In my opinion, 2700 pesos is enough to live on per month. But that is only if you live more like a local rather than an expat wanting to 'live like a king'. (even that statement is a sweeping generalisation)

I live with my boyfriend. We pay $1000 in rent plus $250 in expensas per month. We don't go out clubbing, but we do enjoy wine/beer in the house and we like to eat out. We eat in local restaurants where meals are reasonably cheap. We would spend on average $50 to $75 between us when eating out.
With bills on top of all of this, we certainly live month by month. Saving is not really possible.
The barrio which you live in may effect your costs also. I live in a nice suburb just outside of Capital Federal. Even the top restaurants in our area are probably cheaper than those mid range ones in wealthier Recoleta or Palermo.

I think business mentality here is somewhat different. Crisis is pushing prices up. Recently I furnished my apartment here, and a friend in Australia did also at the same time. She found great deals for whole lounge room sets and bedroom settings for what I considered to be great prices (for dollars). The shops were throwing extras at her just to secure the sale. Here, we weren't finding any 'great deals' for same level quality.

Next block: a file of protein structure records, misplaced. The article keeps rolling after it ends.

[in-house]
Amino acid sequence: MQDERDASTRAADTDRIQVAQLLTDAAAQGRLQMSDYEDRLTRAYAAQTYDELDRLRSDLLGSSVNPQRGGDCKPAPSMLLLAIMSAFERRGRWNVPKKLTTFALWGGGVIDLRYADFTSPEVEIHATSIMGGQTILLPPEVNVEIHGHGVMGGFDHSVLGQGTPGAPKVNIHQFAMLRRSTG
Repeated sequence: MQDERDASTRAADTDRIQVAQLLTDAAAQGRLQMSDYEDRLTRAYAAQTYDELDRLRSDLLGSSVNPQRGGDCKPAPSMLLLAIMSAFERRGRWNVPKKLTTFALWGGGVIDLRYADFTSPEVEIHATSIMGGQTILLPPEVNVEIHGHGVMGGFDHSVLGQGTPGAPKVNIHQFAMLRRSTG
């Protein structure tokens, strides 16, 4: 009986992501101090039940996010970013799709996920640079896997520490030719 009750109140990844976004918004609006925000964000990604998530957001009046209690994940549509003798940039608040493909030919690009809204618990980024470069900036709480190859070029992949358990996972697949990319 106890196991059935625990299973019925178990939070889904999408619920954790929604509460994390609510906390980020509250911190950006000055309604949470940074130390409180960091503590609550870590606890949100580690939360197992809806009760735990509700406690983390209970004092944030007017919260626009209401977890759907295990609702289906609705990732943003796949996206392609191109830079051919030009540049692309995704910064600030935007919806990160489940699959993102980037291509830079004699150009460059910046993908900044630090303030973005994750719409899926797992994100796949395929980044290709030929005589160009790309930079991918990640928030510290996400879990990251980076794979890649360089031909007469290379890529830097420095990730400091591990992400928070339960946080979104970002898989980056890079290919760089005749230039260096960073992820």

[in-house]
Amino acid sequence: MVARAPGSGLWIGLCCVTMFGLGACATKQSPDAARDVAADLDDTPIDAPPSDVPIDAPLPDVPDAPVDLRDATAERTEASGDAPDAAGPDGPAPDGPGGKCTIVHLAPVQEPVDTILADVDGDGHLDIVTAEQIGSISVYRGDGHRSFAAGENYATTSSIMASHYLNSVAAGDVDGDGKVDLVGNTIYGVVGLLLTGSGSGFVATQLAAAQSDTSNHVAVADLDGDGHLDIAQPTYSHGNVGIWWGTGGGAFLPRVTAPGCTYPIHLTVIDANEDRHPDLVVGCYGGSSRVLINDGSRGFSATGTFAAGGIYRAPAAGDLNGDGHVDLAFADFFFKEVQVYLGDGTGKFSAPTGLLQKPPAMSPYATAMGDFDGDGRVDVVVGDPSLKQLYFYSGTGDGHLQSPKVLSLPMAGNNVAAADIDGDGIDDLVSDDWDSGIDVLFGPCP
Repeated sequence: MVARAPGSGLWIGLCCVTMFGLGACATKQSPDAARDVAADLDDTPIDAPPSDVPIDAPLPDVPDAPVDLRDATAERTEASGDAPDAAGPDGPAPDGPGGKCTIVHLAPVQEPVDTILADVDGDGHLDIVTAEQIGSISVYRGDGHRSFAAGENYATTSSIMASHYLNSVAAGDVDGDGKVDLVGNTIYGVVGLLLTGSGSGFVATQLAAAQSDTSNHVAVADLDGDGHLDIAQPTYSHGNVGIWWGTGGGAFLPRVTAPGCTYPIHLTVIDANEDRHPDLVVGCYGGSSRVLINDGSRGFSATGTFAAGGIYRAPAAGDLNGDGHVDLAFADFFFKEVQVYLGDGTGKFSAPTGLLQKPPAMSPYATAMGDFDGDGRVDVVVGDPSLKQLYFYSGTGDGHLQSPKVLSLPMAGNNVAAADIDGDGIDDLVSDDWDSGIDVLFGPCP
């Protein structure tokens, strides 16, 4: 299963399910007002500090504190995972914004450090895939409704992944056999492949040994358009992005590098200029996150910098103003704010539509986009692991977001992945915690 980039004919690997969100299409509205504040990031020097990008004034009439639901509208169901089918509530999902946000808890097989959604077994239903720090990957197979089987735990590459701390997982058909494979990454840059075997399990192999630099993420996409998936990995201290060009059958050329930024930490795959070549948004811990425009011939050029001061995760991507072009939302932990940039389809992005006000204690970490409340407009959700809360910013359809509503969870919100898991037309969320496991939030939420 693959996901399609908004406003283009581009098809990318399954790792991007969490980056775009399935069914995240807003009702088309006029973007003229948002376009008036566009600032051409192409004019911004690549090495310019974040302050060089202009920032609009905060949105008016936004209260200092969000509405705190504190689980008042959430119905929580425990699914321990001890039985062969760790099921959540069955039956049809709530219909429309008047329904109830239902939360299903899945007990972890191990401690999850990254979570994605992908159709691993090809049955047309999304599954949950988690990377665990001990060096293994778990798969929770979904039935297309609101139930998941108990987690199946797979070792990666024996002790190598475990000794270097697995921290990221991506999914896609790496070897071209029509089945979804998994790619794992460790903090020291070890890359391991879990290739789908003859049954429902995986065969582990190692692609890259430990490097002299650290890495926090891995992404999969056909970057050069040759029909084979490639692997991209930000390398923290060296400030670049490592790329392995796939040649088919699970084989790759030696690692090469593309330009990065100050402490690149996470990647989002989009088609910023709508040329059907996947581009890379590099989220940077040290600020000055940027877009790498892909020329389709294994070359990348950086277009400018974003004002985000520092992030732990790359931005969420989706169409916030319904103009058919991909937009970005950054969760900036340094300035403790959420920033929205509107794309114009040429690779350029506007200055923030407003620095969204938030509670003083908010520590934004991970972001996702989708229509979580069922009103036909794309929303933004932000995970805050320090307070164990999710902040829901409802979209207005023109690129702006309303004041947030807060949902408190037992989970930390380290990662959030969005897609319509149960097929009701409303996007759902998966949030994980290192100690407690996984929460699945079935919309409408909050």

The mid range restaurants that we frequent in our barrio have all increased their prices. Not hugely, but $2-$3 pesos per dish. Enough to notice.

ps - all prices mentioned are in pesos.
 
The cost of living increases cannot be compared using basic logic, to the U.S. and Europe. With unions, backed by the government, demanding and receiving salary increases in excess of 30-40% (unheard of in stable countries), the government subsidization of local gas and electric (and NOW consequential rate rises, in some cases in excess of 500-600%) and local corruption all fuel the fire. NOTHING ever decreases in price here. You will only get higher prices with less selection, poor service and smaller portions (if a restaurant, for example). Does anyone know of prices for anything decreasing here? I also have read recently that prices are going to go up even more since the election is now over.